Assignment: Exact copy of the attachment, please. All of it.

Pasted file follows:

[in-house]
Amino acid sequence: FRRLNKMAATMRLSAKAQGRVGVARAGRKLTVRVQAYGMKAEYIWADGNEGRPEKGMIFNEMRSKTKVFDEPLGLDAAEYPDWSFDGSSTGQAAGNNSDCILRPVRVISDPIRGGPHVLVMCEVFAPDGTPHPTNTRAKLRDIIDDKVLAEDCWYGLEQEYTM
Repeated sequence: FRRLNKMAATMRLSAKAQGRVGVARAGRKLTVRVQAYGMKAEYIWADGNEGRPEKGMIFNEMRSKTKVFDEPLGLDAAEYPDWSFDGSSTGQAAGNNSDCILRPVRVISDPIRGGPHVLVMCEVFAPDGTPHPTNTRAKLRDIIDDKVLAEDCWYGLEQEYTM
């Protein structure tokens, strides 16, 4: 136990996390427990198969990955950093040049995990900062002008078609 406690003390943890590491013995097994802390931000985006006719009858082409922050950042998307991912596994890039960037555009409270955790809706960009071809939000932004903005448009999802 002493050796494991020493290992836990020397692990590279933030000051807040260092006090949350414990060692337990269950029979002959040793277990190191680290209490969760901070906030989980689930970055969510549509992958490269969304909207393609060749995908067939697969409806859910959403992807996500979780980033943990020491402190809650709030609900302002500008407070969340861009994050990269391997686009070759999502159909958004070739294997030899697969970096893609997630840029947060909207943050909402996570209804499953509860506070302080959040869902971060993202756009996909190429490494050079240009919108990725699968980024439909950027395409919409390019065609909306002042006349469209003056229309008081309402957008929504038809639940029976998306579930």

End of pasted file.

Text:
[in-house]
Amino acid sequence: FRRLNKMAATMRLSAKAQGRVGVARAGRKLTVRVQAYGMKAEYIWADGNEGRPEKGMIFNEMRSKTKVFDEPLGLDAAEYPDWSFDGSSTGQAAGNNSDCILRPVRVISDPIRGGPHVLVMCEVFAPDGTPHPTNTRAKLRDIIDDKVLAEDCWYGLEQEYTM
Repeated sequence: FRRLNKMAATMRLSAKAQGRVGVARAGRKLTVRVQAYGMKAEYIWADGNEGRPEKGMIFNEMRSKTKVFDEPLGLDAAEYPDWSFDGSSTGQAAGNNSDCILRPVRVISDPIRGGPHVLVMCEVFAPDGTPHPTNTRAKLRDIIDDKVLAEDCWYGLEQEYTM
């Protein structure tokens, strides 16, 4: 136990996390427990198969990955950093040049995990900062002008078609 406690003390943890590491013995097994802390931000985006006719009858082409922050950042998307991912596994890039960037555009409270955790809706960009071809939000932004903005448009999802 002493050796494991020493290992836990020397692990590279933030000051807040260092006090949350414990060692337990269950029979002959040793277990190191680290209490969760901070906030989980689930970055969510549509992958490269969304909207393609060749995908067939697969409806859910959403992807996500979780980033943990020491402190809650709030609900302002500008407070969340861009994050990269391997686009070759999502159909958004070739294997030899697969970096893609997630840029947060909207943050909402996570209804499953509860506070302080959040869902971060993202756009996909190429490494050079240009919108990725699968980024439909950027395409919409390019065609909306002042006349469209003056229309008081309402957008929504038809639940029976998306579930």